Other parts of this series:
Financial services HR may need to adopt new operating models or modify existing ones to more effectively support the global enterprise.
My previous post in this series looked at the first three of five areas where financial services HR departments must develop innovative practices to cater for a globalized operating environment. I’d like to round off this series by looking at the last two areas—global leadership development and global virtual teams.
Global leadership development
In order to achieve the benefits of a globally integrated enterprise, HR organizations at banks and insurers will need to develop the capability of helping grow strong local leaders with a global mindset who can quickly adapt to or lead a business in any context across the world. Once local leaders are in place, companies should ensure that strategic decisions can be made locally and that innovation can occur at a local level.
To develop such leadership capabilities, organizations can make sure potential leaders have a range of international developmental assignments and first-hand exposure to foreign markets, access to international development programs, and plenty of coaching and mentoring.
Global virtual teams.
As financial services companies continue to grow a more global workforce, employees will have to learn how to work in global, highly diverse virtual teams. These teams will include people from other cultures and geographies as well as workers other than employees such as temporary workers, contractors, outsourced service providers, workers on loan from strategic partners and more.
To support this, HR will need to operate in a context that promotes and emphasizes global sensitivity and awareness on the part of employees, as well as coaching on how to work in virtual teams that communicate across time zones and distances. HR may provide training, for example, on how to identify and overcome one’s unconscious bias formed by one’s distinct cultural upbringing.
New operating models
To help their organizations better operate in a complex, interdependent, and globally connected world, the human resources function should develop a new mission, set of capabilities, and potentially even a new operating model if it wants to remain relevant. For example, many institutions may find that the traditional centralized model of the center of excellence cannot keep pace with the needs of a disparate and complex global business.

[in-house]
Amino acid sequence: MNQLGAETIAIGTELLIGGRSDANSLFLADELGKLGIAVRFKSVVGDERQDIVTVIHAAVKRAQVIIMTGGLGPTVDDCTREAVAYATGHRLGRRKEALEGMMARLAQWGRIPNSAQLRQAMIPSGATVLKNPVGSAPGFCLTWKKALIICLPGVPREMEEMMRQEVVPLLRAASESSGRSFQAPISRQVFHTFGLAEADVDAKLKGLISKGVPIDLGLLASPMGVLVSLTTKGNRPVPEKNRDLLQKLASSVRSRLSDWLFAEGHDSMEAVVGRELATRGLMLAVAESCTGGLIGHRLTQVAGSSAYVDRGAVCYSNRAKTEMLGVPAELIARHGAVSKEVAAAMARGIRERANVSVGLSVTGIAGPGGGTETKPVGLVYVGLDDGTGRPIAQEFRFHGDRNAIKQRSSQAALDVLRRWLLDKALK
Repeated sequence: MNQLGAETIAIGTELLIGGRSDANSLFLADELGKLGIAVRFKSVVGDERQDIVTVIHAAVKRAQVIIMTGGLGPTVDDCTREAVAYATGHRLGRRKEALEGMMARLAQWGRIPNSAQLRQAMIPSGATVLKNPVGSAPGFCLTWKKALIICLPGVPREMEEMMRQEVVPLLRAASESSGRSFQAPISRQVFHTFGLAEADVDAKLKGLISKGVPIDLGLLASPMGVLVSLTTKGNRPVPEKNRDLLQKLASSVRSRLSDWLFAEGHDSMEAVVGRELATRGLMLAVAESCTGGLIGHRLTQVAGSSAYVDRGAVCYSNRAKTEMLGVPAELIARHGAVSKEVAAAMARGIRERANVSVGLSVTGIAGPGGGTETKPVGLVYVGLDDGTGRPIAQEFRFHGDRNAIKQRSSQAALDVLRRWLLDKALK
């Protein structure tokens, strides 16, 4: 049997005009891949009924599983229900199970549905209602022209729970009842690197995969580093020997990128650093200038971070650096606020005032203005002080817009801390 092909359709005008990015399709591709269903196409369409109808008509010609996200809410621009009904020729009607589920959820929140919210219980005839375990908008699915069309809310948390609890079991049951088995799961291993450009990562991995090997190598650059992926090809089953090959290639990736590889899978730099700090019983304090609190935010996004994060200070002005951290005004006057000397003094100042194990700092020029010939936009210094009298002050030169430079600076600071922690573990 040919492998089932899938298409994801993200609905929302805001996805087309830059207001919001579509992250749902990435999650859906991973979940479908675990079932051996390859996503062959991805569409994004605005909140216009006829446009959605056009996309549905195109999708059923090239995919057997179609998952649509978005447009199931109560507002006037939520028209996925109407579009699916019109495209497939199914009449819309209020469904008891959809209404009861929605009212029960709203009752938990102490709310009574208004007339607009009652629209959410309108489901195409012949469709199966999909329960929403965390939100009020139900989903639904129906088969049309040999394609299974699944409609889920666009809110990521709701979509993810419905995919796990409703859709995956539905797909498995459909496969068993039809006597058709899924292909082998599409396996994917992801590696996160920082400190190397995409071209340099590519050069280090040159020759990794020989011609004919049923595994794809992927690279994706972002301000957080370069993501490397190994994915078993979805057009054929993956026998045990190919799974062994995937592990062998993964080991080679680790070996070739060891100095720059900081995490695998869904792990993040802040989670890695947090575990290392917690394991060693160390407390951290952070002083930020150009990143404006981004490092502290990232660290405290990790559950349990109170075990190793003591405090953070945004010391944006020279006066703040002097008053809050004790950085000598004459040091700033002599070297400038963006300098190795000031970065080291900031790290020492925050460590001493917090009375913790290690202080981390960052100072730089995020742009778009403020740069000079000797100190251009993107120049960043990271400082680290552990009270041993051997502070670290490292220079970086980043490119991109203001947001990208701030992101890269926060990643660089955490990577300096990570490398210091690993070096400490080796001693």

They could look at options like creating multiple centers of excellence to cater for different types of market—for example, one oriented toward high-growth emerging markets, and another oriented toward designing practices that need to be tailored for more stable western markets. Or they could look at the establishment of a global integrated business services group, or a central group that performs transactional back-office processes across functions—such as HR, IT, supply chain, finance, and procurement—in an integrated fashion.
As financial services companies strive to achieve their strategic objectives by both growing in new geographic markets and by acquiring skills wherever they may reside throughout the world, globalization issues will continue to be at the top of most c-suite executives’ strategic agendas.
With the need for a globally diverse and highly mobile talent base on the top of most organizations’ list of global objectives, HR will be critical in helping their organizations achieve their globalization mandate.
Learn more here: Reconfiguring the global talent landscape